For A Few Votes More: Blanket Bans on Online Gaming vs Sensible Regulation

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Blanket Online Gaming Bans Contradict the Constitution and Fail Court Scrutiny

The last several months witnessed a series of blanket bans on online gaming in different states of India get quashed by High Court decisions, all with similar reasoning for contradicting the Union Constitution by clubbing online fantasy sports, rummy, chess and other games of skill played for prizes together with real money online roulette, blackjack, teen patti and other games of chance.

The latest outright ban on online gaming that failed court scrutiny was contained in the recent amendment to the Karnataka Police Act which had come into force upon notification on October 5, 2021. On March 14 this year, a division bench of the state’s High Court ruled that, “The provisions of Sections 2, 3, 6, 8 and 9 of the Karnataka Police (Amendment) Act 2021 are declared to be ultra vires of the Constitution of India in their entirety and accordingly are struck down.”

On September 27, 2021, the High Court of Kerala struck down a notification by the state government from February banning the game of rummy when played online for stakes by placing it outside the exceptions granted to skill games under Section 14A of the Kerala Gaming Act. According to the court’s reasoning, “playing for stakes or not can never be a criterion to find out whether a game is a game of skill,” and skill-based games are protected under Articles 14 and 19(1)(g) of the Union Constitution which guarantee the fundamental rights of equality and free trade.

On August 3 last year, the High Court of Madras quashed Part II of the Tamil Nadu Gaming and Police Laws (Amendment) Act of 2021 which contained a blanket ban on online gaming for prizes as ultra vires of the constitution. According to the court, the amendment had failed to observe the principle of proportionality which required the level of intrusiveness of measures to correspond to the aims sought. The bench also observed that the ban was capricious, irrational, and excessive.

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Unfazed by these legal developments, the Tamil Nadu ruling class is still in hot pursuit of a total online gaming ban that would supposedly solve all gambling related issues with a single blow. In December, the current DMK government appealed before the Supreme Court the decision of the Madras HC to strike down the gaming ban that was adopted by the previous AIADMK government. While waiting for the Apex Court ruling, leaders of the two parties keep duelling in the state’s Legislative Assembly over who has done more to ban gaming.

For a Few Votes More

Even if the blanket bans on online gaming were not unconstitutional and were able to survive court scrutiny, their ability to achieve the aim to protect the public from the dangers and risks associated with gambling and betting is doubtful. It seems that the whole activity around loudly announcing and implementing these bans is caused by politicians fighting for more votes.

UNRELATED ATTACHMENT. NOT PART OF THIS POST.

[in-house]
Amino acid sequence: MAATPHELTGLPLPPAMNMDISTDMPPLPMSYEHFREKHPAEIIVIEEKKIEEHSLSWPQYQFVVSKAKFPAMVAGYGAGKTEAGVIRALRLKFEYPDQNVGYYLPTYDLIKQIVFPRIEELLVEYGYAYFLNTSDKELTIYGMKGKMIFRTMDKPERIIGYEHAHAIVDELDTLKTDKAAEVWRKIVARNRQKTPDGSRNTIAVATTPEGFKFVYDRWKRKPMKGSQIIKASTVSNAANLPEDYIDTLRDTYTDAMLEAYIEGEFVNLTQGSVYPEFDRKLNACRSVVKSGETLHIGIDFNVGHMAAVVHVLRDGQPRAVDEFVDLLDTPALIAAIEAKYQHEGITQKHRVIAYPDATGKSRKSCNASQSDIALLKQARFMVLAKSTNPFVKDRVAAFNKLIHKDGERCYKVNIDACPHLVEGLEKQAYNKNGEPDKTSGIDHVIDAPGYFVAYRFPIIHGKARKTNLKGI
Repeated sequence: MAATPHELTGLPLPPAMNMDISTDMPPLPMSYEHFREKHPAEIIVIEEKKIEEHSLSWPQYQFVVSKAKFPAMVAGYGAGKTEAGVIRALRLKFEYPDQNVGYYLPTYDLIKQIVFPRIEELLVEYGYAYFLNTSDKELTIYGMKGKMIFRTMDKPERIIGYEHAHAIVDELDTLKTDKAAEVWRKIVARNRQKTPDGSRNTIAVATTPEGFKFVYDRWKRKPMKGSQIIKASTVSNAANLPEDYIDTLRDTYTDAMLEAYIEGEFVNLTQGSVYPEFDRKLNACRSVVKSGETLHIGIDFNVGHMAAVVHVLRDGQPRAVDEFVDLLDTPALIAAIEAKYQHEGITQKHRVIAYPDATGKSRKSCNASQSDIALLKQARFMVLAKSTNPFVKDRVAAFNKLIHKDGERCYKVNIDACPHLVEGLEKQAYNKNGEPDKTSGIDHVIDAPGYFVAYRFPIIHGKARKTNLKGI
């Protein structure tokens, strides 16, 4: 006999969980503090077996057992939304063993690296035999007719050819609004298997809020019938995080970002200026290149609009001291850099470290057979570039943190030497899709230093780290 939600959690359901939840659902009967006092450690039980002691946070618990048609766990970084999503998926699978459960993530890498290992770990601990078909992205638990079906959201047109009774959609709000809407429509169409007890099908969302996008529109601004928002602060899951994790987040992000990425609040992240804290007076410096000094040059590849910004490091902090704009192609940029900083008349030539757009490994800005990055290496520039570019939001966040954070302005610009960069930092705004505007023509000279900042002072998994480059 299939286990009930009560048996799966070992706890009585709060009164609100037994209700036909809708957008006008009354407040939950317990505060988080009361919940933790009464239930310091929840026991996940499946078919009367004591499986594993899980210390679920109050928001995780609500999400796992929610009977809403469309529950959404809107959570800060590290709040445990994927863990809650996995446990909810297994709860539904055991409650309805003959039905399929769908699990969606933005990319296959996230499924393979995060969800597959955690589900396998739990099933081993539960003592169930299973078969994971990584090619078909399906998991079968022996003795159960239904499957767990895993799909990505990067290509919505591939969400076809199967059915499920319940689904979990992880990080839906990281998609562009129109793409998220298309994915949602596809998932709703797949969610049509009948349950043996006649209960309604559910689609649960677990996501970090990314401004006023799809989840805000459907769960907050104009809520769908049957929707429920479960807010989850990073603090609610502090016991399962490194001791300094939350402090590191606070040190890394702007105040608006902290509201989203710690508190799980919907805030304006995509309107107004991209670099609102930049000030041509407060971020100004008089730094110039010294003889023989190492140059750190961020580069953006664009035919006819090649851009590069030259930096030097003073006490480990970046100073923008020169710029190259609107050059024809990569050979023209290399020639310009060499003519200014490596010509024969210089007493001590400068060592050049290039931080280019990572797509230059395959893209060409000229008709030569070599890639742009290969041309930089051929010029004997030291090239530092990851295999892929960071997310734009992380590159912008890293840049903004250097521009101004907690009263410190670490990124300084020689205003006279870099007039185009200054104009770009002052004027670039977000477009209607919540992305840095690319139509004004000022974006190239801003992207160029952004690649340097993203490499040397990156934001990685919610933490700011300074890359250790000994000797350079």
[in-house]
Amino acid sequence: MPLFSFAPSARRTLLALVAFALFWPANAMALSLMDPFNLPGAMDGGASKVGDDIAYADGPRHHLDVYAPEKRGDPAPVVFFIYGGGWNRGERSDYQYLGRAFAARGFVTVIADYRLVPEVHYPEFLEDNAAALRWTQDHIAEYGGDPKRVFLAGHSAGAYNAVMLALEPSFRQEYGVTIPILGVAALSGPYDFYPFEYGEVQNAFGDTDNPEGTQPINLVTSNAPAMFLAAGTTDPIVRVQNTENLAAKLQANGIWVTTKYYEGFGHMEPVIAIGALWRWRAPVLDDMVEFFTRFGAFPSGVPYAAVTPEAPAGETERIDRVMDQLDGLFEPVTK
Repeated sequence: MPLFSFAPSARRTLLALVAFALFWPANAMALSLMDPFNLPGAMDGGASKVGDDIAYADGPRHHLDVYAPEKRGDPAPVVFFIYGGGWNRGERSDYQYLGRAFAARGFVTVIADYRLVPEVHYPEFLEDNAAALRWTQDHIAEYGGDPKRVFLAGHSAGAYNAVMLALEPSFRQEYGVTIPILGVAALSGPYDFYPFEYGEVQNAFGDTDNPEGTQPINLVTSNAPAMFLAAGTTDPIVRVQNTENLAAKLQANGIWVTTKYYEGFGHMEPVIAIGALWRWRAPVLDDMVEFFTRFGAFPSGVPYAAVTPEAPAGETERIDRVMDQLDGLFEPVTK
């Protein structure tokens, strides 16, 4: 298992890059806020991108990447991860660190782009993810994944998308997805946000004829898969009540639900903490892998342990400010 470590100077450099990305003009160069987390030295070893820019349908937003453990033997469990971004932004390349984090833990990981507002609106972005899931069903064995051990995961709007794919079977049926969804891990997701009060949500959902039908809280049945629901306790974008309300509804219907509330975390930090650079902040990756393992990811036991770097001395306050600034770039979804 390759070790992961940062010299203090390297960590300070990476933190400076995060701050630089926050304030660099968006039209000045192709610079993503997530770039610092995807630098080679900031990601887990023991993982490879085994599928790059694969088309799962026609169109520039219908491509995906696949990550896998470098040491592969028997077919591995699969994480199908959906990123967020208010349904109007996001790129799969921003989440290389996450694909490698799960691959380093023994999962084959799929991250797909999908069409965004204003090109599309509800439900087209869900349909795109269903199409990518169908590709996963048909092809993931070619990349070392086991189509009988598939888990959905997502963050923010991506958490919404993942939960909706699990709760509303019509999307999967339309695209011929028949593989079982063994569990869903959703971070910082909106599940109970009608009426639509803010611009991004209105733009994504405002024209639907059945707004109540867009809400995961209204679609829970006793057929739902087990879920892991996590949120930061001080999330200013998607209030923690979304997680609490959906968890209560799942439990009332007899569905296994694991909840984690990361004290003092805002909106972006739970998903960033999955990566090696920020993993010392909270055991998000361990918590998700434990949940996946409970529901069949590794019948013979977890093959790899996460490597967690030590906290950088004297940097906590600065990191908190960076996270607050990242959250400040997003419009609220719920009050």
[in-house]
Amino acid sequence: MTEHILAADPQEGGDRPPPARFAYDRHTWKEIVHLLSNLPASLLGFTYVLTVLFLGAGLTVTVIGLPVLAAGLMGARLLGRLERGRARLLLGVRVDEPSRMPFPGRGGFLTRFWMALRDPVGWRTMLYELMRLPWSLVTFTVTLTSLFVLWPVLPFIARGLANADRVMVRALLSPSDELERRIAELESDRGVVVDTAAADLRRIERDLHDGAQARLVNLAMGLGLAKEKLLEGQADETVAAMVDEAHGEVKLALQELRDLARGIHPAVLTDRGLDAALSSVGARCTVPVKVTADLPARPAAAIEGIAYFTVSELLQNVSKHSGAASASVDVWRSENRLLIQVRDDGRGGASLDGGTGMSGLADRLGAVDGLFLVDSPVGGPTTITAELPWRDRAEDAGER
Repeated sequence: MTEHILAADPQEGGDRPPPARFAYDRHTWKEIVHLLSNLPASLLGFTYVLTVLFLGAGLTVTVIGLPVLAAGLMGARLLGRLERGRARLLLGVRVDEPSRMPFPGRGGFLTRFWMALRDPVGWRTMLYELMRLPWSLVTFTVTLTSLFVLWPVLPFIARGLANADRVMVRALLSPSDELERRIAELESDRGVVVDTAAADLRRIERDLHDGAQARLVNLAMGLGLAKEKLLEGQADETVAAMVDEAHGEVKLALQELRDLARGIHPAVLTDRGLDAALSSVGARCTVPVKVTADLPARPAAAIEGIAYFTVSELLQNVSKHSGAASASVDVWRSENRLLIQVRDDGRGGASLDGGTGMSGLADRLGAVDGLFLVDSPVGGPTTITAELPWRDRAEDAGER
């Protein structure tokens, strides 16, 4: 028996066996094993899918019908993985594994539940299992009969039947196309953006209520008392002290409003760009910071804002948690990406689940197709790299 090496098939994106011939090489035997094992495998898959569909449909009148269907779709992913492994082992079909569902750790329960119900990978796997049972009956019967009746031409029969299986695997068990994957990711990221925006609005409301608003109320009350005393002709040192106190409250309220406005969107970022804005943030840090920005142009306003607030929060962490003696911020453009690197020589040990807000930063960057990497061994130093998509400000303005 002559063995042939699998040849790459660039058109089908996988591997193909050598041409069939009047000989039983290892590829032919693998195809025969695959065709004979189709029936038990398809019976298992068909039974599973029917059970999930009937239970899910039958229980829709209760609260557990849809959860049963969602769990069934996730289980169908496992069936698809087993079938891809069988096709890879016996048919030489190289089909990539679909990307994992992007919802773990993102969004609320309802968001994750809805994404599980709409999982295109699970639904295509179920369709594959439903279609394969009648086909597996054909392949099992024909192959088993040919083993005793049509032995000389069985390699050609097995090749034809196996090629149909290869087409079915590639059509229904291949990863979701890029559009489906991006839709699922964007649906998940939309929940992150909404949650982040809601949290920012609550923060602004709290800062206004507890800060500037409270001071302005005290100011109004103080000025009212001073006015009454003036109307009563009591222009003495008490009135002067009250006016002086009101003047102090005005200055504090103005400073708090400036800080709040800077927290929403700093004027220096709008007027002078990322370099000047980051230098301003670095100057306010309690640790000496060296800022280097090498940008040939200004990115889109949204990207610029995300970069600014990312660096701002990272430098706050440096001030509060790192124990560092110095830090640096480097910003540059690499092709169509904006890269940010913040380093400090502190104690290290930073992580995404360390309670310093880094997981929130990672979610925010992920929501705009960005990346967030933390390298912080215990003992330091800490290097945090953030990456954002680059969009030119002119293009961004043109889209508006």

While bans are still in force, as the Karnataka example has shown, a lot of legitimate homegrown skill gaming enterprises geo-block their platforms to residents of the banning state. Then, the emptied niche is quickly filled by offshore gambling and betting sites with not all of them having a proper international license.

Thus, there is no change for gamers prone to addiction, except that they are exposed to more risk. As Felicia Wijkander, Chief Editor at India’s biggest casino comparison site SevenJackpots exemplifies it, “We all know that an alcoholic or drug addict won’t stop simply due to alcohol or drugs being illegal. Instead, they might seek out alternatives, many of which lead them further down the addictive rabbit hole, into a world of crime, or worse.”

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The reason behind all these failed bans is because “They bring in votes. Especially women’s votes,” Felicia explains. “While Indian men historically have been the “bread-bringer” of the family, they also have the power to bring a family to its peril if their hard-earned money were to go to alcohol or gambling instead of bringing food and shelter to their family. It’s, therefore, low-hanging fruit for governments closing in on election day to state that they’ll “solve” that home-wrecking problem by banning gambling.”

Gaming Regulation can Target the Problems Themselves

On the other hand, a comprehensive regulation including in its ambit all forms of online gaming, casino platforms and online lottery in India can accurately target the problems related to online gaming and bring associated social costs to acceptable levels, while keeping intact the potential of the country’s burgeoning gaming industry to generate revenue and create jobs.

There are more than enough examples around the world that sensible responsible gaming rules adopted on a national level can effectively shield gamers and bettors from risks of addictions and mental health issues, unsustainable financial losses and sinking in debt, as well as from fraud and odds tampering by ill-faith and unlicensed operators.

Besides customer protection, gaming regulation would also mean the creation of substantial new sources of tax revenues and these can be used to strengthen the Covid-riden economy, but also to fund welfare projects and mental health support programs for gamers.

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